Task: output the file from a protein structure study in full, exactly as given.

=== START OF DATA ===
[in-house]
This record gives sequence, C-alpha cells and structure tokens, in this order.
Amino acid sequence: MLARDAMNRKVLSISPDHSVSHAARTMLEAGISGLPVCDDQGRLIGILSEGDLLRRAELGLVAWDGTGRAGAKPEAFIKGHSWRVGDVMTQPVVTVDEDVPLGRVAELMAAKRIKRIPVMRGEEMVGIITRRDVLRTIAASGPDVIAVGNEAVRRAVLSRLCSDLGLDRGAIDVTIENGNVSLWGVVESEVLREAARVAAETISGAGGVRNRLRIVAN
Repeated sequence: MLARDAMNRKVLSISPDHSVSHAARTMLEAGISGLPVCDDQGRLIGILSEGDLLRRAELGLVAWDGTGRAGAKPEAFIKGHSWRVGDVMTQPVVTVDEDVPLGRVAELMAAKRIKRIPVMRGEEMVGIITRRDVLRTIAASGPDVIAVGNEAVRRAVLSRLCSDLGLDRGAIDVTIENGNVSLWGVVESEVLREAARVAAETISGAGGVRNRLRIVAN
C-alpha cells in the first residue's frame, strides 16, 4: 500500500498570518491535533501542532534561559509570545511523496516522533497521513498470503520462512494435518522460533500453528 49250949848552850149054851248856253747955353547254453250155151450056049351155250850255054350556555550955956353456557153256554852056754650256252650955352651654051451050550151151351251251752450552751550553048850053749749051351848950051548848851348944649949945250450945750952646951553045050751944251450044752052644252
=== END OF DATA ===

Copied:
[in-house]
This record gives sequence, C-alpha cells and structure tokens, in this order.
Amino acid sequence: MLARDAMNRKVLSISPDHSVSHAARTMLEAGISGLPVCDDQGRLIGILSEGDLLRRAELGLVAWDGTGRAGAKPEAFIKGHSWRVGDVMTQPVVTVDEDVPLGRVAELMAAKRIKRIPVMRGEEMVGIITRRDVLRTIAASGPDVIAVGNEAVRRAVLSRLCSDLGLDRGAIDVTIENGNVSLWGVVESEVLREAARVAAETISGAGGVRNRLRIVAN
Repeated sequence: MLARDAMNRKVLSISPDHSVSHAARTMLEAGISGLPVCDDQGRLIGILSEGDLLRRAELGLVAWDGTGRAGAKPEAFIKGHSWRVGDVMTQPVVTVDEDVPLGRVAELMAAKRIKRIPVMRGEEMVGIITRRDVLRTIAASGPDVIAVGNEAVRRAVLSRLCSDLGLDRGAIDVTIENGNVSLWGVVESEVLREAARVAAETISGAGGVRNRLRIVAN
C-alpha cells in the first residue's frame, strides 16, 4: 500500500498570518491535533501542532534561559509570545511523496516522533497521513498470503520462512494435518522460533500453528 49250949848552850149054851248856253747955353547254453250155151450056049351155250850255054350556555550955956353456557153256554852056754650256252650955352651654051451050550151151351251251752450552751550553048850053749749051351848950051548848851348944649949945250450945750952646951553045050751944251450044752052644252